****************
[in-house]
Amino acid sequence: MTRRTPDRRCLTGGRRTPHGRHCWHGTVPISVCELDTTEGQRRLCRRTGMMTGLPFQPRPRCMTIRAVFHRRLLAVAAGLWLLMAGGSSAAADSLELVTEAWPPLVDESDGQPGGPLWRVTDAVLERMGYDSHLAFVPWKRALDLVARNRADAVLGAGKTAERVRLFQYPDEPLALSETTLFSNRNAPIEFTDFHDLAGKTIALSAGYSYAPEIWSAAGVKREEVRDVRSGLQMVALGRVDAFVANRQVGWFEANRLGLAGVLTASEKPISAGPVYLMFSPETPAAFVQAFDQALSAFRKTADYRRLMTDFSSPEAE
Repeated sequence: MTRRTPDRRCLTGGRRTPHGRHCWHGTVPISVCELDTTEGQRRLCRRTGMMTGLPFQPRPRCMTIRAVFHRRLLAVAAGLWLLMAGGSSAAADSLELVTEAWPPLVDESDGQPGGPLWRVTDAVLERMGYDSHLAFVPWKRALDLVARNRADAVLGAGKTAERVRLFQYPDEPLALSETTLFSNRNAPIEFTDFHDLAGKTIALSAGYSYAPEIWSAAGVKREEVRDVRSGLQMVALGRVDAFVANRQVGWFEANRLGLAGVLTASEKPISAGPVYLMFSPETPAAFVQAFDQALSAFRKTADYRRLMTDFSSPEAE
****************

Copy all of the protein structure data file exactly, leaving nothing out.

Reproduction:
[in-house]
Amino acid sequence: MTRRTPDRRCLTGGRRTPHGRHCWHGTVPISVCELDTTEGQRRLCRRTGMMTGLPFQPRPRCMTIRAVFHRRLLAVAAGLWLLMAGGSSAAADSLELVTEAWPPLVDESDGQPGGPLWRVTDAVLERMGYDSHLAFVPWKRALDLVARNRADAVLGAGKTAERVRLFQYPDEPLALSETTLFSNRNAPIEFTDFHDLAGKTIALSAGYSYAPEIWSAAGVKREEVRDVRSGLQMVALGRVDAFVANRQVGWFEANRLGLAGVLTASEKPISAGPVYLMFSPETPAAFVQAFDQALSAFRKTADYRRLMTDFSSPEAE
Repeated sequence: MTRRTPDRRCLTGGRRTPHGRHCWHGTVPISVCELDTTEGQRRLCRRTGMMTGLPFQPRPRCMTIRAVFHRRLLAVAAGLWLLMAGGSSAAADSLELVTEAWPPLVDESDGQPGGPLWRVTDAVLERMGYDSHLAFVPWKRALDLVARNRADAVLGAGKTAERVRLFQYPDEPLALSETTLFSNRNAPIEFTDFHDLAGKTIALSAGYSYAPEIWSAAGVKREEVRDVRSGLQMVALGRVDAFVANRQVGWFEANRLGLAGVLTASEKPISAGPVYLMFSPETPAAFVQAFDQALSAFRKTADYRRLMTDFSSPEAE